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Monday, September 04, 2006

Microsoft History

Microsoft History

Microsoft Company 15 September 1975

Hobbyists became entrepreneurs - some more successfully than others. Personal computers proliferated, with no standards and no preconceived notions of what these new machines could be or could do. It was an adventure shared by a virtual handful of enthusiasts...

World's First Minicomputer to Rival Commercial Models

While Hobbyists around the USA were trying to figure out how to piece together systems from parts found in electronics shops, MITS (Micro Instrumentation and Telemetry Systems) of Albuquerque, New Mexico, announced the MITS Altair 8800 on the cover of the 1st January 1975 issue of Popular Electronics.

The MITS Altair inspired a new generation of technology enthusiasts, including Bill Gates and Paul Allen, who were among the first of these early hobbyists to realize that the key to the future of personal computing lay in the unlimited potential of software.

"This is it!" says Paul Allen, waving a copy of Popular Electronics in his hand. "it's about to begin!" On the cover is a mockup of the MITS Altair, the first personal computer.

Dr. John G. Kemeny and Thomas Kurtz developed the BASIC language at Dartmouth in 1964. BASIC stood for "Beginner's All-Purpose Symbolic Instruction Code". Their objective: to create a simplified computer language for teaching students how to program. Gates and Allen recognized that the compact design of BASIC made it ideal for the limitations of the first personal computers, which had extremely restricted memory and processing power.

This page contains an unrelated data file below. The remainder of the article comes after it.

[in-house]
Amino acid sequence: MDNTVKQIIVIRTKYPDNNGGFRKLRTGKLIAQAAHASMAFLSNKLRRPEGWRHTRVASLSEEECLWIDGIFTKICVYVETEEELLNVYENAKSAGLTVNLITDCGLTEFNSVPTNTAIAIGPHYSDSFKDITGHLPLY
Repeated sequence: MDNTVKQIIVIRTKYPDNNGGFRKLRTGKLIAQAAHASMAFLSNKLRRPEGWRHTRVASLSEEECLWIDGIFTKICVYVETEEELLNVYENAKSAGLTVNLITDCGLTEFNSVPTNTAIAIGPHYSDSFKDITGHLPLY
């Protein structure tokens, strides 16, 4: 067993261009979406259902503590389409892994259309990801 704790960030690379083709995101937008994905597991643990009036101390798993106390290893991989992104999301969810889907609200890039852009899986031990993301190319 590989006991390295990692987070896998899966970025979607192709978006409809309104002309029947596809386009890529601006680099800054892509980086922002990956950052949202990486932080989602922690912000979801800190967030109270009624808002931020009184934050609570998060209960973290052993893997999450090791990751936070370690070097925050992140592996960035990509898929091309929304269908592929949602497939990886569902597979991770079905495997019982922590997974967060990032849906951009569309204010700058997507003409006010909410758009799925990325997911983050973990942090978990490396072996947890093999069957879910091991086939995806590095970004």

Allen, employed by Honeywell and his friend Bill Gates, a sophomore at Harvard, immediately set out to adapt BASIC for the machine, working in marathon 24-hour sessions.

Using the Altair's published specifications, Gates and Allen created a simulator on a DEC PDP-10 computer that allowed it to emulate the MITS machine. Working day and night, they created the first version of MICROSOFT BASIC for the Altair

Jan 2, Bill Gates and Paul Allen complete BASIC

Allen is going to deliver it to MITS president Ed Roberts in Albuquerque. Realizing he didn't have a way to load it into the computer, Paul Allen hand assembled a loader program for BASIC at 30,000 feet in the air, on the flight to New Mexico. Even though it had never been tested on an actual machine, it ran perfectly on the very first try.

They license BASIC to their first customer, MITS of Albuquerque, New Mexico, the manufacturer of the Altair 8800 personal computer. This is the first computer language program written for a personal computer.

Jan 3, Paul Allen joins MITS (Micro Instrumentation and Telemetry Systems) as Director of Software. , and Gates follows him later that year to form an informal partnership called Micro-soft, complete with hyphen.

The "MITS Mobile" travels through the western United States demonstrating the Altair and "Micro-soft" BASIC. It also unwittingly distributes copies of not-quite-ready-for-prime-time (i.e., pirated) BASIC.

March 7, The MITS Altair newsletter, Computer Notes, declares, "Altair BASIC -- Up and Running."

July 1, Bill Gates' and Paul Allen's BASIC officially ships as version 2.0 in both 4K and 8K editions.

July 22, Paul Allen and Bill Gates sign a licensing agreement with MITS regarding the BASIC Interpreter. Microsoft is not yet an official partnership. In fact, the name has not even been chosen.

Nov 29, In a letter to Paul Allen, Bill Gates uses the name "Micro-soft" to refer to their (60/40)(3) Partnership. This is the earliest known written reference.

Homebrew Computer Club meets for the first time (in Gordon French's garage) in Menlo Park, California.

The Computer Mart opens on Madison Avenue in New York. Zilog Z-80 chip is introduced.


Revenues: $16,005
Employees: 3 (Allen, Gates, and Ric Weiland)